To the north of Ko Tao, there are the three tiny islands of Ko Nang Yuan, which among them, are surrounded by a variety of diving sites suitable for everyone. The shore here sports an assortment of soft and hard coral filled with ample sea life. There are giant granite boulders with swim-throughs, caves and canyons where you might spot a moray stingray or perhaps an occasional reef shark.
Also between the islands of Ko Nang Yuan and Hat Sai Ree beach is White Rock, so named because the granite boulders seen from the surface have turned white from the sarcophyton leather coral. The surface is made up of wire antipatharian and colourful soft coral and gorgonian sea fans that overflow with marine sea life, including that of titan triggerfish, butterfly fish, angelfish, clown fish and morays.
To the south of Ko Tao lies Shark Island, so named because of the leopard and reef sharks and the occasional whale shark seen in the waters around here. The bay area is smothered in large granite boulders with Acropora, wire and bushy antipatharian corals, sea whips, gorgonian sea fans and barrel sponges. Apart from the resident turtle seen here, you will see titan triggerfish, angelfish and the odd barracuda.
If you are an experienced diver, try the dive site at Hinwong Pinnacle, just off the northeastern shores of Ko Tao. The scenery here is similar to that of White Rock but over a much larger area. However, you need to be a little more mindful as the currents can get fairly strong at the best of times. At a depth of around 30 metres, you'll find lovely soft coral and a wide range of marine life which include puffer-fish, box-fish, blue-spotted fantail stingrays and hawksbill turtles.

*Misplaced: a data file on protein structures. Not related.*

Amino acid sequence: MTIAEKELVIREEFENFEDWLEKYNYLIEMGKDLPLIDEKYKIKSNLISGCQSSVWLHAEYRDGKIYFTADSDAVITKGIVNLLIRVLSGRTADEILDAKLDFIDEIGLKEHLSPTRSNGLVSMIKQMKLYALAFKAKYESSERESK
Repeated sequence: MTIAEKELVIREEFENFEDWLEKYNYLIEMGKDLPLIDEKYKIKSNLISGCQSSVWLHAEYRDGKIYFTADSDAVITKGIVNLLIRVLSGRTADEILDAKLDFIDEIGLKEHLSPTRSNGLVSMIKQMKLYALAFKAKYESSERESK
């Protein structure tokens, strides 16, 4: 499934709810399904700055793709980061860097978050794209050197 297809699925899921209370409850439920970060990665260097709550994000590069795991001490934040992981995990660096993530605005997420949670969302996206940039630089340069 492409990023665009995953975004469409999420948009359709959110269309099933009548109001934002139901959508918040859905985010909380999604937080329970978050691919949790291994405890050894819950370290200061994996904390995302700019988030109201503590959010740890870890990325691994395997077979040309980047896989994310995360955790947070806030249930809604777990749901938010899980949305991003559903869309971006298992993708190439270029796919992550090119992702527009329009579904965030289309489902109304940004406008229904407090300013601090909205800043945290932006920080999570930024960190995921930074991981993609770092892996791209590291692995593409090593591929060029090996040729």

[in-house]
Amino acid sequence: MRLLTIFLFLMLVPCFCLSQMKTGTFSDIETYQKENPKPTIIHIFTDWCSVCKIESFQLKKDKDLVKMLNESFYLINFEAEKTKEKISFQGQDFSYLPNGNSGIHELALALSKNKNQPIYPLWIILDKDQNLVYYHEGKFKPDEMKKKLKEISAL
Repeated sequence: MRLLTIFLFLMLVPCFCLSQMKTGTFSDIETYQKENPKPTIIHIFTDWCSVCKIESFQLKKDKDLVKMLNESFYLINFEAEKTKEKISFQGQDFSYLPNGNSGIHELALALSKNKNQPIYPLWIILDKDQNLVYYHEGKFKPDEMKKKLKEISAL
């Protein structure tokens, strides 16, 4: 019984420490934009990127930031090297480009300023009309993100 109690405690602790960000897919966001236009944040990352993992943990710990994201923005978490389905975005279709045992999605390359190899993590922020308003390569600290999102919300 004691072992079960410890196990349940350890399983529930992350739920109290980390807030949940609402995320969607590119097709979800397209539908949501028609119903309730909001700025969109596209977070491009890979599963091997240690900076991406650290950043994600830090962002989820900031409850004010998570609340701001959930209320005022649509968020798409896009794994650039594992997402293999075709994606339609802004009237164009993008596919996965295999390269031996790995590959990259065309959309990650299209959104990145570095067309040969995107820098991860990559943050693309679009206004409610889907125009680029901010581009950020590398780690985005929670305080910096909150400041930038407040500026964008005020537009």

You can also try Chumphon or Northwest Pinnacle. The granite pinnacle here starts at 14 metres underwater and then drops off sharply to around 36 metres. Its top is covered with big beautiful anemones while being surrounded by several smaller formations. Even at this depth, there's a very good possibility that the visibility will be exceptional. Deeper down there are antipatharian corals, barrel sponges and a wide variety of fish in large quantities. Local fishermen also come here to catch barracuda, batfish and giant groupers.
One of the top sites in terms of scenery, marine life and visibility for experienced divers is at Southwest Pinnacle. The principal pyramid-like pinnacle here rises 6 metres below the surface. It's covered in anemones with few minor ones sporting several more modest formations. At lower levels granite boulders, barrel sponges, sea whips, tree and bush antipatharian corals can be seen. A variety of fish life can be found including giant groupers, snappers and barracuda. Leopard sharks, sand sharks, whale sharks, finback whales and large rays are sometimes seen.
Midway between the islands of Ko Tao and Ko Phangan in the Gulf of Thailand is Sail Rock or Hin Bai. The granite pinnacle you see here rises 15 metres above the surface of the sea with a further 40 metres below the surface, 30 metres of which has good viability. It is considered one of the premier dive sites because of its famous ten metre vertical underwater chimney swim-through. Here you can enter either at six metres and exit at eighteen metres or the other way round.
Snappers, large grouper fish, blue-ringed angle fish, bat fish, king fish, chevron barracuda, tuna and juvenile clown sweetlips are just some of the fish life here. Occasionally manta rays can be spotted or perhaps even the odd whale shark.